Contact: Beth Staples, 207.581.3777
University of Maine researchers Mick Peterson and Christie Mahaffey are featured in an article in Forbes about horse racetrack safety. Peterson, executive director of the nonprofit Racing Surfaces Testing Laboratory and Libra Foundation Professor at the College of Engineering at the University of Maine, is slated to make a presentation at The Jockey Club’s fifth Welfare and Safety of the Racehorse Summit held July 8-9 in Lexington, Kentucky.
Peterson and Mahaffey, an affiliated researcher with the Racing Surfaces Testing Laboratory and a doctoral candidate in interdisciplinary engineering at UMaine, analyze racetrack samples and maintenance data from around the United States and make models of how horses’ hooves interact with various surfaces.
They started working with Aqueduct Racetrack in New York after 31 horses died on its surface in 2012 (three per 1,000 starts). In 2013, 21 horses died (1.77 per 1,000 starts). Thus far in 2014, Forbes reports that nine have died. “The lives of horses and riders are on the line here. We have to keep working on it,” Peterson says in the article.
Pen Bay Pilot promoted a live science storytelling event that University of Maine marine biology graduate student Skylar Bayer is co-producing at 7:30 p.m. Thursday, July 17, at Frontier in Brunswick.
Five scientists, including UMaine alums Jennifer McHenry and Ryan Elizabeth Cope, will share experiences of being caught “On the Hook” for The Story Collider, which produces live shows and podcasts where people tell stories about how science has affected their lives “on a personal and emotional level.” Tickets may be purchased at online.
University of Maine marine biology graduate student Skylar Bayer is co-producing a live science storytelling event at 7:30 p.m. Thursday, July 17, at the Frontier in Brunswick.
Five scientists, including UMaine alums Jennifer McHenry and Ryan Elizabeth Cope, will share true experiences of being caught “On the Hook” for The Story Collider, which produces live shows and podcasts where people tell stories about how science has affected their lives “on a personal and emotional level.”
Bayer was featured in a February podcast for The Story Collider titled “Phoning Home from Alvin.” In the 15-minute podcast, the Massachusetts native shares a touching and humorous experience about facing her fears and taking part in a deep-ocean dive in a submersible named Alvin.
Bayer has dreamed of being a marine scientist since she was 8; she is pursuing her Ph.D. in marine reproductive ecology at the Darling Marine Center in Walpole. Bayer also manages, edits and writes the blog, Strictlyfishwrap. She might be better known as “the lonely lady scientist” from a 2013 feature titled “The Enemy Within” on “The Colbert Report.” Bayer is co-producing the storytelling event with Ari Daniel, who has reported for NPR’s “Morning Edition,” “All Things Considered” and “Weekend Edition.” Daniel earned a Ph.D. in biological oceanography at Massachusetts Institute of Technology and Woods Hole Oceanographic Institution.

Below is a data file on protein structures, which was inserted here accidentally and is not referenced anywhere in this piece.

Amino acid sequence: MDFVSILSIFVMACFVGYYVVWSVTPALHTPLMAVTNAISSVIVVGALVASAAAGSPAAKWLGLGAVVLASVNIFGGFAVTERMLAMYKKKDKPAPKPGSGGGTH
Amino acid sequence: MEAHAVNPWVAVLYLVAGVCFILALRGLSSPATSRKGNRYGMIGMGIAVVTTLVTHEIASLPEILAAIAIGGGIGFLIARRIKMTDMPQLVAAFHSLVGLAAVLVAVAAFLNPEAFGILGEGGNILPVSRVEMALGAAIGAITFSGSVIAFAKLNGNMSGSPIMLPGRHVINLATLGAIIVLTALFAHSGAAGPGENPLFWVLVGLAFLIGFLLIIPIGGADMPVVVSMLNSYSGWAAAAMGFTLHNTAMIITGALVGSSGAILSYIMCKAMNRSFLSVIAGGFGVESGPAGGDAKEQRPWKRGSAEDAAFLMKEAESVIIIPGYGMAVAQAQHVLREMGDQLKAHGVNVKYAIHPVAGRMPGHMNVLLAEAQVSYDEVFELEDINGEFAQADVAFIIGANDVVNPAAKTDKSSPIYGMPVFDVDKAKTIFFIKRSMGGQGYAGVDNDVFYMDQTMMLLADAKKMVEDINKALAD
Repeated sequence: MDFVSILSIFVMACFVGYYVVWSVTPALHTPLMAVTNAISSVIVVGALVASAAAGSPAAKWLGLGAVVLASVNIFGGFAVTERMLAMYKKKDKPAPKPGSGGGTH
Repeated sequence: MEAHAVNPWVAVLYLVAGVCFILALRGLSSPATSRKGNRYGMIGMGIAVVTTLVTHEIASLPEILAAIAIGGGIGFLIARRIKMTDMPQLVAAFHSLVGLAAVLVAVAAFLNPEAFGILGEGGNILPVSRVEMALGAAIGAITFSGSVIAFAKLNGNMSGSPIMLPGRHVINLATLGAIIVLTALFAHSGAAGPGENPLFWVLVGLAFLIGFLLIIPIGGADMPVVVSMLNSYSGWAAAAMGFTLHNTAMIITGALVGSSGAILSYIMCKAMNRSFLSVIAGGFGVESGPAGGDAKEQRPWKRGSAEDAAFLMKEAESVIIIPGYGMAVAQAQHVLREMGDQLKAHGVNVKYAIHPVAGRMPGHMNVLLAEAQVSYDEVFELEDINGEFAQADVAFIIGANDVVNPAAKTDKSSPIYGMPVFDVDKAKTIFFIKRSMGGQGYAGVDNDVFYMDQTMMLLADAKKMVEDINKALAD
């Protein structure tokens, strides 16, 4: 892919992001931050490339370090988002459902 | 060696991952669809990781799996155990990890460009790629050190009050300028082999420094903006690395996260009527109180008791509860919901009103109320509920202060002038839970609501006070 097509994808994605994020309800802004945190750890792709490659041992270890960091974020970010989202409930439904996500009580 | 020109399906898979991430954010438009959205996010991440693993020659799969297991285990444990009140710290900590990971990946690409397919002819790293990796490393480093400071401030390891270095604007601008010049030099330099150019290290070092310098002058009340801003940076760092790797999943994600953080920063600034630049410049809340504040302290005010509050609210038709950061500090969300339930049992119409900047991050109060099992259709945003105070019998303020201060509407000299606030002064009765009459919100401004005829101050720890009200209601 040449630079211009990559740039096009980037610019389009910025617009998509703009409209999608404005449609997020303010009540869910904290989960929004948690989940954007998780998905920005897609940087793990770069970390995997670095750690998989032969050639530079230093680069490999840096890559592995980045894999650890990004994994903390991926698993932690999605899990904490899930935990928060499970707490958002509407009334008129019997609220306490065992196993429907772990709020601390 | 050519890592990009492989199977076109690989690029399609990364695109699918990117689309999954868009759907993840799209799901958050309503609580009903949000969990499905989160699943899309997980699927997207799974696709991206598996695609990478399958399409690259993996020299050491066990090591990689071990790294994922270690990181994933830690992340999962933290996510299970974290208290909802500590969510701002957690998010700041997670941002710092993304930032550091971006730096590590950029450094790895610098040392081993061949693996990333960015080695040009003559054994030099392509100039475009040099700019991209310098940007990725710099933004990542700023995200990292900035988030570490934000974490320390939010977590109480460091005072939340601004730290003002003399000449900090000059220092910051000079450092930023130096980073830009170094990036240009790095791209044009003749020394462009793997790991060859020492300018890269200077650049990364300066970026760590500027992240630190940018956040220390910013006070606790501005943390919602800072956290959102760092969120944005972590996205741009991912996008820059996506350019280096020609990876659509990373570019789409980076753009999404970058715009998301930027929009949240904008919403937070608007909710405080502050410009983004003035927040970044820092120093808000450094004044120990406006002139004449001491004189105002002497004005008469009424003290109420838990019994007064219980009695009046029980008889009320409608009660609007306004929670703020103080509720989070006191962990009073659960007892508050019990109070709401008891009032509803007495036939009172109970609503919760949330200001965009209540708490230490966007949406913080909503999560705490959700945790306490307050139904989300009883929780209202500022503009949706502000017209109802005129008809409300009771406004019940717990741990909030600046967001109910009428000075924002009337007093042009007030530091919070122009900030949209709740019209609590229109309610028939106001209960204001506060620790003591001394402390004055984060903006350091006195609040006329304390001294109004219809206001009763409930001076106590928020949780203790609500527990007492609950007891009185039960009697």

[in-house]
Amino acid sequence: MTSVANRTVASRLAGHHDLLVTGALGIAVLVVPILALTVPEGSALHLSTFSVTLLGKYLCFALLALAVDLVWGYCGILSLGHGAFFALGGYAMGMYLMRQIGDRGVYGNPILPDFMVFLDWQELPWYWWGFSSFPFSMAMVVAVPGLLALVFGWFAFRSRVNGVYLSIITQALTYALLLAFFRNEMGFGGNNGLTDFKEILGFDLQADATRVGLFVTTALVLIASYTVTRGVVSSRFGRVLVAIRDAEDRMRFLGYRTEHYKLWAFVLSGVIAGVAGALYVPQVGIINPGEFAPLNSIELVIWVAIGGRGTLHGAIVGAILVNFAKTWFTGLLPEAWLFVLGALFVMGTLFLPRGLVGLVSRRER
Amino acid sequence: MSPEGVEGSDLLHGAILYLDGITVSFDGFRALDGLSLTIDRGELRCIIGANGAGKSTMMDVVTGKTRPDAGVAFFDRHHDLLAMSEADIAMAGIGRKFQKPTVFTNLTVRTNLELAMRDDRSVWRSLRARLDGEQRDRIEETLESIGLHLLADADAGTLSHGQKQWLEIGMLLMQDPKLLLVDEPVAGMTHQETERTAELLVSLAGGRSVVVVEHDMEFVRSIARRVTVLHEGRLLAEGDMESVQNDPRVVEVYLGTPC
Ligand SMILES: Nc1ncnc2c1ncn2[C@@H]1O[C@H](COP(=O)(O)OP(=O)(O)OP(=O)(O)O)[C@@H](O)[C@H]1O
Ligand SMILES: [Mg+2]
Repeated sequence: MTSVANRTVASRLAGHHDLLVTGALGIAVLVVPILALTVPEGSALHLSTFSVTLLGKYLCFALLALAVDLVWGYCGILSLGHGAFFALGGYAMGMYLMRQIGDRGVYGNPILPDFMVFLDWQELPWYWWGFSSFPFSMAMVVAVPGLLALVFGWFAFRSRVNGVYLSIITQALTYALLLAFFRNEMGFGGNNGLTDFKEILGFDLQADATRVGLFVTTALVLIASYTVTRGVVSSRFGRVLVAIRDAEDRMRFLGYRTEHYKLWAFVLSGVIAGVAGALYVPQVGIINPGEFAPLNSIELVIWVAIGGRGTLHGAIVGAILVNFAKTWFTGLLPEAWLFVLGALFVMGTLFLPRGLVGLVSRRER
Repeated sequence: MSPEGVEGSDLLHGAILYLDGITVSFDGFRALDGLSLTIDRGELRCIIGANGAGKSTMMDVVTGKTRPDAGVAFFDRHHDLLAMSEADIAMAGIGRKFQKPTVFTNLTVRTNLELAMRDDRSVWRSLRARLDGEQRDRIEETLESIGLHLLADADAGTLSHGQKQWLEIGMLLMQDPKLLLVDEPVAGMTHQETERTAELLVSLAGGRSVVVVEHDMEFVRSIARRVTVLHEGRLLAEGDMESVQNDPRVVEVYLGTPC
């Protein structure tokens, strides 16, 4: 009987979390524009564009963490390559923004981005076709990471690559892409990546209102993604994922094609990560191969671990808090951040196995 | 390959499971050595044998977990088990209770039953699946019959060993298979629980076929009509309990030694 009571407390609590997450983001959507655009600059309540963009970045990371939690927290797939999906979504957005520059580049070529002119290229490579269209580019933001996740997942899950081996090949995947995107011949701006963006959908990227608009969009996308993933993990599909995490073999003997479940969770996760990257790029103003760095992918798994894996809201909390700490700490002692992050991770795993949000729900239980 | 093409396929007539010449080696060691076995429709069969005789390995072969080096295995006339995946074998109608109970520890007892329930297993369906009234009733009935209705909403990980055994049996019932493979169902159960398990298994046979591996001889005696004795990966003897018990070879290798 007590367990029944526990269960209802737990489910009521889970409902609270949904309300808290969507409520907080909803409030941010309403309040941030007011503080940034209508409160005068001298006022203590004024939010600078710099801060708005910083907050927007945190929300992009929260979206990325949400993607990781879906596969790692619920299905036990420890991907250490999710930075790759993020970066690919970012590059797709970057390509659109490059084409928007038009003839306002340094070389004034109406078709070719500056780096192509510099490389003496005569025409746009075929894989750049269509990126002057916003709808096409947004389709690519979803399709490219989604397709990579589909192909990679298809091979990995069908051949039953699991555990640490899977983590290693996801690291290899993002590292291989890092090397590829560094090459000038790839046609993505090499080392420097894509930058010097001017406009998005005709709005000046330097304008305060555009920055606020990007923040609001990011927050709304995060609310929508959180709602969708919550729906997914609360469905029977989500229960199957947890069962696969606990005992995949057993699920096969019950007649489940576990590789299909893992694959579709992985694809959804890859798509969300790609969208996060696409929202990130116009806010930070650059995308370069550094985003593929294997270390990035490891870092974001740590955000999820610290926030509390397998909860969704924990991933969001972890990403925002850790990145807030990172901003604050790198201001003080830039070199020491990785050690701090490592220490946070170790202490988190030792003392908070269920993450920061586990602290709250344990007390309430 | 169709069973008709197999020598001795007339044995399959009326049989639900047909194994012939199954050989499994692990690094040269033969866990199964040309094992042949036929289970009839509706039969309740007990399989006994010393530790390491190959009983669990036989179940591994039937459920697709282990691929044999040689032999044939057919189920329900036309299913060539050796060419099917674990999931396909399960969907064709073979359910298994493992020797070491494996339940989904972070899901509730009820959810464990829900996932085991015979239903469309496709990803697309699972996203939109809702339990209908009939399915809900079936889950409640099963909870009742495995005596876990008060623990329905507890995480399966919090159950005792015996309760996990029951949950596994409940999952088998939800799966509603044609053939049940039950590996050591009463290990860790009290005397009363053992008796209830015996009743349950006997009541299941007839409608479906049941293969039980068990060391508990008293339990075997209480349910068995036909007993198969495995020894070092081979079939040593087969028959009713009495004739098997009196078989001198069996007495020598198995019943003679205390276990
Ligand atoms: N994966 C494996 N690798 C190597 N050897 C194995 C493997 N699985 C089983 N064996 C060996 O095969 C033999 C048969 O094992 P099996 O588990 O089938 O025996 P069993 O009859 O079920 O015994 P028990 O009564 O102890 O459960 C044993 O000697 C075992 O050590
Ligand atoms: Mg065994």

Scheduled storytellers also include Jeffrey M. Schell, associate professor of oceanography with Sea Education Association; Meredith White, postdoctoral researcher at Bigelow Laboratory for Ocean Sciences; and Nick Bennett, an environmental advocate. Tickets may be purchased online at eventbrite.com. The theater is at 14 Maine St., Mill 3 at Fort Andross, in Brunswick.
FOX 22/WFV Bangor featured Rob Wheeler, University of Maine assistant professor of microbiology, who received a $500,000 five-year grant to study how common pathogens can become killers.
Wheeler and students will study how Candida albicans, the most common human fungal germ, transforms from to a potentially fatal fungus in vital organs of a person whose immune system has been compromised. “One of the issues with Candida infection is people with dentures or a prosthesis can get Candida in those areas of attachment that then interact with the skin and can pass through the skin in ways that doesn’t in healthy people,” Wheeler said.
The Maine Public Broadcasting Network spoke with Robert Wheeler, an assistant professor of microbiology at the University of Maine, who was awarded a five-year, $500,000 fellowship from the Burroughs Wellcome Fund (BWF) to study a pathogen. Wheeler will study how and why Candida albicans — the most common human fungal pathogen — transforms from an innocuous yeast in the digestive tract of a person with a healthy immune system to a potentially fatal fungus in vital organs of a person whose immune system has been compromised. Wheeler said Candida albicans is the fourth most common bloodstream disease in hospitalized patients and one in three patients with impaired immune systems who contract the fungal infection while in the hospital will die from it. “A combination of better diagnosis and better drug treatment regimes could make a really big impact in the lethality associated with fungal infection,” Wheeler said. He called the fellowship a new high point in his career and a major boost for microbiology at UMaine. The Associated Press and WABI (Channel 5) also reported the research award.
How does a normally peaceful agent break through a previously impenetrable barrier and become a potential killer?
Robert Wheeler has just received a five-year, $500,000 fellowship from the Burroughs Wellcome Fund (BWF) to figure that out.
The University of Maine Assistant Professor of Microbiology will study how and why Candida albicans — the most common human fungal pathogen — transforms from an innocuous yeast in the digestive tract of a person with a healthy immune system to a potentially fatal fungus in vital organs of a person whose immune system has been compromised.
“This award marks a new high point in my research career,” says Wheeler, one of 12 scientists nationwide to receive the 2014 Investigators in the Pathogenesis of Infectious Disease Award. After internal competitions at colleges and universities, each institution may nominate two investigators; this year, 144 scientists were put forward.
“This provides substantial funding that we can use to pursue high-risk projects with the potential to change our perspective on how dangerous infections begin.”
The goal, he says, is to improve diagnosis and therapy of fungal infection due to better understanding of the interactions between host and pathogen cells.